I’ve known a number of pastors who became professors. I known none who don’t know this experience articulated by Calvin Miller, in his autobiography, Life is Mostly Edges (#ad).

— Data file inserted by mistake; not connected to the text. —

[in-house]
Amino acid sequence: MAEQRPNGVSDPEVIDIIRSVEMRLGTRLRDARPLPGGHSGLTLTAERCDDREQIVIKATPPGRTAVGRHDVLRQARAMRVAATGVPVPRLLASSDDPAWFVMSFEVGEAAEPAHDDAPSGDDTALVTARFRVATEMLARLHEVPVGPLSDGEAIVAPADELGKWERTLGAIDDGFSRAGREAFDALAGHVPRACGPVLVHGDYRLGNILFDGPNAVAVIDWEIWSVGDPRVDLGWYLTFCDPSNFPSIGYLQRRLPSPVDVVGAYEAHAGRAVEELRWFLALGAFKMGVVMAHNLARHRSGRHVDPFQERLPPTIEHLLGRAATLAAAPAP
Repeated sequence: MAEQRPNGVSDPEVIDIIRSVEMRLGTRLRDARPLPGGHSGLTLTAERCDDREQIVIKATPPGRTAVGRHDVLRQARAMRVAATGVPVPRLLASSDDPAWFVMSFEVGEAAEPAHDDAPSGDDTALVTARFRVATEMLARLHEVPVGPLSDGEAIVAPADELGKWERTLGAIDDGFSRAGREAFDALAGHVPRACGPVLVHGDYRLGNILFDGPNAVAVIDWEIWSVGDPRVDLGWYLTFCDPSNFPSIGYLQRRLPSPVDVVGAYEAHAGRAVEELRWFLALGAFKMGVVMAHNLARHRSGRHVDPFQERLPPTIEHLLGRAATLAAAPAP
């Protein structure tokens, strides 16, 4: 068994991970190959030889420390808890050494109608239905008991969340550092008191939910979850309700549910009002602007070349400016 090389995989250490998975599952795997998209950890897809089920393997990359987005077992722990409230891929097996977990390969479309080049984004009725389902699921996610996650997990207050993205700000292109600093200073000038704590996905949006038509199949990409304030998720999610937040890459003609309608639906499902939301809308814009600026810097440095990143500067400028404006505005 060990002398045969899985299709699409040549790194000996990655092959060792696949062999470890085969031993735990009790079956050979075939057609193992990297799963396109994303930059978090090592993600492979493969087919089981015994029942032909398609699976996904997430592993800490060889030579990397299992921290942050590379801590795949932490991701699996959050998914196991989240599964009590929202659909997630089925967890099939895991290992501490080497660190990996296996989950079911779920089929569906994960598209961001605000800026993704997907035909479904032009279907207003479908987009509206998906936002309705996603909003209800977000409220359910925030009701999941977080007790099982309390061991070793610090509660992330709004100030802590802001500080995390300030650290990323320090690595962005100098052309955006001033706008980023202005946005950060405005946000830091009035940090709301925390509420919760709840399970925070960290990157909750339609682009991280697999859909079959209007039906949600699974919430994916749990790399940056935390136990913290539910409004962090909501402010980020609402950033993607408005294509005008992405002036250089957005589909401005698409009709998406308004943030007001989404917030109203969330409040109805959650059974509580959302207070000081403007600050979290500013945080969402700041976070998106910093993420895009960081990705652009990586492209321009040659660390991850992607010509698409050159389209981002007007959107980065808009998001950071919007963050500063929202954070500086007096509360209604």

Between being Pastor Miller and becoming Professor Miller lay a broad chasm. Crossing this wide divide required a running leap I barely managed to make. And once I had cleared the chasm, my new teaching career left me uncertain that the choice I had made was a wise one. Pastors are the heads of congregations. They are in on every piece of gossip and administrative decision that passes through their churches. They are always central in their flocks. They are not always esteemed. In fact, they may at times be despised by a part of their flock. But loved or hated, they are always central.Professors, on the other hand, are fringe people. The big decisions about their workplace are made by people they rarely or never meet. The trustees sit around mahogany tables and decide the courses of their professor’s careers and their lives. They are assigned to teach out of offices they don’t pick. They are mandated to use certain classrooms they never get to choose. They are given everything: their work loads, their class times, their chalk allowances.